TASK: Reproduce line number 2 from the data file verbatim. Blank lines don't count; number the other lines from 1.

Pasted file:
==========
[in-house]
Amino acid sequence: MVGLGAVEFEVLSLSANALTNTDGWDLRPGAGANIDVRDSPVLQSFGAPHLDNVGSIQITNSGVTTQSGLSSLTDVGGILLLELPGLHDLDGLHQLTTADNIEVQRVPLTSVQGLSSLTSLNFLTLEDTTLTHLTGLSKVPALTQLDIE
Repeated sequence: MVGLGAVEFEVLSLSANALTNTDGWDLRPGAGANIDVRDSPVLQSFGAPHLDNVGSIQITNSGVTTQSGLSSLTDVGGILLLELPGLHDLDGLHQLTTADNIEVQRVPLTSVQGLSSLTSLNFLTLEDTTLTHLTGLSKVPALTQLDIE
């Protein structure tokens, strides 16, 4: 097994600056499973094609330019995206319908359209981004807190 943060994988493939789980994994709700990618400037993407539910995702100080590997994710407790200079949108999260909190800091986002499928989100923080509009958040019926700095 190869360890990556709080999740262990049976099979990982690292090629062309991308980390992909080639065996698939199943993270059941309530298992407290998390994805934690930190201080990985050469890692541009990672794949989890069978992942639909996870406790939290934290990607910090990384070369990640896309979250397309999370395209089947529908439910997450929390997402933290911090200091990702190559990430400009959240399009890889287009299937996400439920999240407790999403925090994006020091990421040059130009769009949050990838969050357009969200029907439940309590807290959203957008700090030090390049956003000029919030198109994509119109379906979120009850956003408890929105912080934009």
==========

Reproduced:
Amino acid sequence: MVGLGAVEFEVLSLSANALTNTDGWDLRPGAGANIDVRDSPVLQSFGAPHLDNVGSIQITNSGVTTQSGLSSLTDVGGILLLELPGLHDLDGLHQLTTADNIEVQRVPLTSVQGLSSLTSLNFLTLEDTTLTHLTGLSKVPALTQLDIE